Cargill Inc. filed suit Friday against Syngenta Seeds Inc. over a genetically engineered variety of corn that led China to largely shut down imports of U.S. grain. Cargill alleges in the lawsuit that it has lost more than $90 million because of the disruption.
Syngenta commercialized the insect-resistant variety, known as Agrisure Viptera, despite warnings that it could disrupt trade if it wasn’t first approved by China, according to the lawsuit filed in a Louisiana state court.
Even after “it became clear that Viptera faced significant regulatory challenges in China, Syngenta continued to aggressively promote and sell the product, wantonly disregarding the harm that its actions inflicted, and continue to inflict” on Cargill, the lawsuit alleges.
China has been rejecting U.S. corn shipments since November 2013 after discovering the Syngenta corn. The lawsuits seeks to recover the damages to Cargill’s business plus interest.
“Unlike other seed companies, Syngenta has not practiced responsible stewardship by broadly commercializing a new product before receiving approval from a key export market like China,” said Mark Stonacek, president of Cargill Grain and Oilseed Supply Chain North America.
In a statement responding to the lawsuit, Syngenta said that it had been “fully transparent” in commercializing the seed. “Syngenta believes that the lawsuit is without merit and strongly upholds the right of growers to have access to approved new technologies that can increase both their productivity and their profitability.”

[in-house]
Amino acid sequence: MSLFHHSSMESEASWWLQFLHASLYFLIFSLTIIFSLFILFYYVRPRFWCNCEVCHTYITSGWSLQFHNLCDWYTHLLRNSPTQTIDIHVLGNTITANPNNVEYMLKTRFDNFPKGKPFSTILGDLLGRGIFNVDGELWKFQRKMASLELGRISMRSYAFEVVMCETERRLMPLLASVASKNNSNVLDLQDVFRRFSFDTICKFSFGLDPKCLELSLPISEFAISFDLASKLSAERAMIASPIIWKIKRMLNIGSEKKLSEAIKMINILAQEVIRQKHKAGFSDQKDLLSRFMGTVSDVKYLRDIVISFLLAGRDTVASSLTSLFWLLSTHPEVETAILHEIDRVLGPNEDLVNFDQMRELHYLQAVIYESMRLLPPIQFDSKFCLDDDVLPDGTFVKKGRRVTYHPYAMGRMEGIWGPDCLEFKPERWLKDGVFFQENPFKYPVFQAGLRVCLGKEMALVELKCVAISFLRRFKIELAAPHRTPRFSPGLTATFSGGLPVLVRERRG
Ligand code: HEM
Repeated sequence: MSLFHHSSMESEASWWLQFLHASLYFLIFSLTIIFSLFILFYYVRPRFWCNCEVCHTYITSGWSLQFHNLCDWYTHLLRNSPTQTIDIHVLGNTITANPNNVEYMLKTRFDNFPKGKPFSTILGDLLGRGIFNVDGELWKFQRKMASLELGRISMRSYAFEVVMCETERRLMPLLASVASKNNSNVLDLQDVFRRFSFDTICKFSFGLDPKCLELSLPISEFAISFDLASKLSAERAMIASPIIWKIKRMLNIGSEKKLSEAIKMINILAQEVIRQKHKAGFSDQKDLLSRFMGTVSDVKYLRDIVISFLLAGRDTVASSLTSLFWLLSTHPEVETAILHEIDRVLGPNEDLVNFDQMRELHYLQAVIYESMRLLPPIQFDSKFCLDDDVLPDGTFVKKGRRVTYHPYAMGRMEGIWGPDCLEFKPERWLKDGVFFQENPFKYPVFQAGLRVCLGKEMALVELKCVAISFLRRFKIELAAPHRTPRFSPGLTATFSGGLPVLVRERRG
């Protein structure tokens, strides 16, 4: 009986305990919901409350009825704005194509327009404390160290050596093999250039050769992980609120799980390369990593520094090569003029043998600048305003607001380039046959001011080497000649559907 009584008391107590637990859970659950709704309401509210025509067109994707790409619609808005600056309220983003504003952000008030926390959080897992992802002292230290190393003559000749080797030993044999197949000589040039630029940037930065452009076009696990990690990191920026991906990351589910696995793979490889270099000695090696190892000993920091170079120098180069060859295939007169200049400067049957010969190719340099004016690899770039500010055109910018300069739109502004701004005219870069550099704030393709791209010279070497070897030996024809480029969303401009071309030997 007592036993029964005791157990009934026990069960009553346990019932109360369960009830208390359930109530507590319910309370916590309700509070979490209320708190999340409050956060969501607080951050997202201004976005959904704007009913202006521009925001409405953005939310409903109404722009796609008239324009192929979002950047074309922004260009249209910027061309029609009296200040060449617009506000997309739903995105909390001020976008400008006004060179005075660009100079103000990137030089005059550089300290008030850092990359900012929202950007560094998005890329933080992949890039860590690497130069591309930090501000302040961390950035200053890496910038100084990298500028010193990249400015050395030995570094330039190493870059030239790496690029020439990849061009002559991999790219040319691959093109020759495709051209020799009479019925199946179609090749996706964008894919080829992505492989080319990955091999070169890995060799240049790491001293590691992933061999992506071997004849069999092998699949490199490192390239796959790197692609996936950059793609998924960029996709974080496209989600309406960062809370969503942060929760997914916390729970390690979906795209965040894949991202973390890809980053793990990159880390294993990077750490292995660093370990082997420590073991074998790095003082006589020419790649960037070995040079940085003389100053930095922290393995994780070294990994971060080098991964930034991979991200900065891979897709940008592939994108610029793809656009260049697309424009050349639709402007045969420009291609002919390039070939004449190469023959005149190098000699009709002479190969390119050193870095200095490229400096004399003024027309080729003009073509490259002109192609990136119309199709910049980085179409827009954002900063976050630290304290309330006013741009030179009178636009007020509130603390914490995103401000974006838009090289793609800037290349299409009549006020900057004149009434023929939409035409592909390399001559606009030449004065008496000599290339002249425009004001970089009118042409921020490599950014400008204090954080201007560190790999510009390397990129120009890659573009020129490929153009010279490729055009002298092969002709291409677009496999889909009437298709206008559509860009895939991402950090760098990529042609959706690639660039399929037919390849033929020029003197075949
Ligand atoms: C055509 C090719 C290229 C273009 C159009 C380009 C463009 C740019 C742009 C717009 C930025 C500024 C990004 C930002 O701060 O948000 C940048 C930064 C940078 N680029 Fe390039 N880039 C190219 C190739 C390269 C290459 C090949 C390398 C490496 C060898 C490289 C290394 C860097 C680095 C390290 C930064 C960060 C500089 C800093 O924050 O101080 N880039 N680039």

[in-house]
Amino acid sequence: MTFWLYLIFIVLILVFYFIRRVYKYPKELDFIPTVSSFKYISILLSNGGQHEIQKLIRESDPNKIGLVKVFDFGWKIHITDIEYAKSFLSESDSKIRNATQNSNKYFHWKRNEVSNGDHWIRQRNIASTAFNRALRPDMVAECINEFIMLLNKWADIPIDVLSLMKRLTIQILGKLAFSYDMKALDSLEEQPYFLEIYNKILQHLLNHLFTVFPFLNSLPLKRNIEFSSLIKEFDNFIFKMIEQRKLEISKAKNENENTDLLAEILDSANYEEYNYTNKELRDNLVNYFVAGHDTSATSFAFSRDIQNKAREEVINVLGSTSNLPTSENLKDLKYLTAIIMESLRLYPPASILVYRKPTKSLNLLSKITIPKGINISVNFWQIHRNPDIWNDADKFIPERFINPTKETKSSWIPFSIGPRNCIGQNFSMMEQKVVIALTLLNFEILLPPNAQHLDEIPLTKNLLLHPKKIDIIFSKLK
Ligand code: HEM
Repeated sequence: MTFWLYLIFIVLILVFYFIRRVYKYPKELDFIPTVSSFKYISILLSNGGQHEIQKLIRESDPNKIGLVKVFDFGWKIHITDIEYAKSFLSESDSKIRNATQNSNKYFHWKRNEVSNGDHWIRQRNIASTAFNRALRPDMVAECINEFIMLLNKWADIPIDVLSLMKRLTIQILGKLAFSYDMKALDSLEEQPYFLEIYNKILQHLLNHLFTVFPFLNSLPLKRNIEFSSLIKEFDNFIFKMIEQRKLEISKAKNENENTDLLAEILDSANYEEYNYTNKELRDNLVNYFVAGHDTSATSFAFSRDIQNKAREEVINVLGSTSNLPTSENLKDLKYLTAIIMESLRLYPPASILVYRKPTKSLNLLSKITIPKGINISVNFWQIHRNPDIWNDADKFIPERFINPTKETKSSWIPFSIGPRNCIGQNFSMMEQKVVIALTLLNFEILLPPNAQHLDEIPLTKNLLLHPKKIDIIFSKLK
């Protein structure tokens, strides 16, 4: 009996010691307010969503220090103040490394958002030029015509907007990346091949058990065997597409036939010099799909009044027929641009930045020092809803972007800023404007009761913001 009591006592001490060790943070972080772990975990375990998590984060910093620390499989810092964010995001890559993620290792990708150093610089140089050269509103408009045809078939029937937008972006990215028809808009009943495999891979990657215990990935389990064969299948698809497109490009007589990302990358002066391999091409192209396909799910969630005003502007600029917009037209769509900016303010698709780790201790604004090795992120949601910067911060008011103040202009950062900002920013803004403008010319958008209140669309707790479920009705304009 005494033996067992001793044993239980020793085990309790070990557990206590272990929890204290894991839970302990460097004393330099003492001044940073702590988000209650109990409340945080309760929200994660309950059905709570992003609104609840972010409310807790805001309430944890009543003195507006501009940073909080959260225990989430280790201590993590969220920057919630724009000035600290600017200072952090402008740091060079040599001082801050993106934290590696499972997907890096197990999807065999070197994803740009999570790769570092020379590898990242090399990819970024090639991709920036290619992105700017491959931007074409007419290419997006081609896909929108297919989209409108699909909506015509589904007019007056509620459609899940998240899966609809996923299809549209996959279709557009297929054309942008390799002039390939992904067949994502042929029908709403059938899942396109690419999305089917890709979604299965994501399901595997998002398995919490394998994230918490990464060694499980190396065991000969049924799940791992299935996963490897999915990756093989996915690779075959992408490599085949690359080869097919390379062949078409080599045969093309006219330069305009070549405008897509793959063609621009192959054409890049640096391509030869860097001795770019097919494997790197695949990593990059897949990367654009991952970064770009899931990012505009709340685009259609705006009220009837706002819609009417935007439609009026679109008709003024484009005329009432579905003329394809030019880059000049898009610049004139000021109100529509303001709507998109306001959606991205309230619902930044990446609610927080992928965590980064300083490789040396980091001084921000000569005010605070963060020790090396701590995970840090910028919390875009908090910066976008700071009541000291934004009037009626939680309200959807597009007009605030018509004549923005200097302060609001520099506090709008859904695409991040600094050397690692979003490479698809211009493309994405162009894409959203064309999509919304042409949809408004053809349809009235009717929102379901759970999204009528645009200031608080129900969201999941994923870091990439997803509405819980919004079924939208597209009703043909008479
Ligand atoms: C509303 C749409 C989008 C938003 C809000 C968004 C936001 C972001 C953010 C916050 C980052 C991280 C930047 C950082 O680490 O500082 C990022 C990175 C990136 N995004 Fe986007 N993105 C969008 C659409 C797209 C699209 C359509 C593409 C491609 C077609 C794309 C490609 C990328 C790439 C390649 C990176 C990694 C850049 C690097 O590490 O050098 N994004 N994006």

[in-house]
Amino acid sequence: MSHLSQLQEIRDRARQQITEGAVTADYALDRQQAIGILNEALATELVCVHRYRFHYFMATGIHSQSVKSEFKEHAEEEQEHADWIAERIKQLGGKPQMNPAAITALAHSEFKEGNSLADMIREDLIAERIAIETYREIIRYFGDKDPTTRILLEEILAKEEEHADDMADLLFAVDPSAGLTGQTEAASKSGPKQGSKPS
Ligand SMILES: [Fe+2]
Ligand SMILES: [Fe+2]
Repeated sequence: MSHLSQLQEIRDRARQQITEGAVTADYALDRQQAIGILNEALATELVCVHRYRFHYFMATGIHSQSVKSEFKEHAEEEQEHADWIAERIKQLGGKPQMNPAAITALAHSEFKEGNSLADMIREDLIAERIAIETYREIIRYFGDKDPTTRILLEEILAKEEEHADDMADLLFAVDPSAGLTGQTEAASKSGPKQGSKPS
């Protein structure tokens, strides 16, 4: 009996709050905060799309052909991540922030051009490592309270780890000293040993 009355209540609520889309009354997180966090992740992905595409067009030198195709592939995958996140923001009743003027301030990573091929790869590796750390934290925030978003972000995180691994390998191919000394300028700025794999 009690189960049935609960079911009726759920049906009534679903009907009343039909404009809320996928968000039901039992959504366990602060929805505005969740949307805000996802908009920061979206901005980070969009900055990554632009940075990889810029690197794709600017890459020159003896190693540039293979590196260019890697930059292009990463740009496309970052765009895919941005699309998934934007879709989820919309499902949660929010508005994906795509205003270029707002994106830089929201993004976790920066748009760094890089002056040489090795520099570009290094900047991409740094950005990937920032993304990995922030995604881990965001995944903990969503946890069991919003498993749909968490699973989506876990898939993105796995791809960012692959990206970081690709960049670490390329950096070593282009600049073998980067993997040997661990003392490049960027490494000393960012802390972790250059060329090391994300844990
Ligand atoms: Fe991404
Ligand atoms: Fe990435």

Rick Tolman, CEO of the National Corn Growers Association, said in an interview this week that he expected China to remain a problem for the grain industry for some time because of internal politics. “As countries mature they tend to be more able to separate trade and politics. China is still in that stage where they are still linked,” Tolman said.
Earlier this week, 19 senators, led by Agriculture Chairwoman Debbie Stabenow , D-Mich., asked U.S. Trade Representative Michael Froman to demand that China restore trade in distiller’s grains that also has been disrupted by the block on corn imports. China has been the the top market for U.S. distiller’s grains, a byproduct of ethanol production. The business was valued at about $1.6 billion in 2013.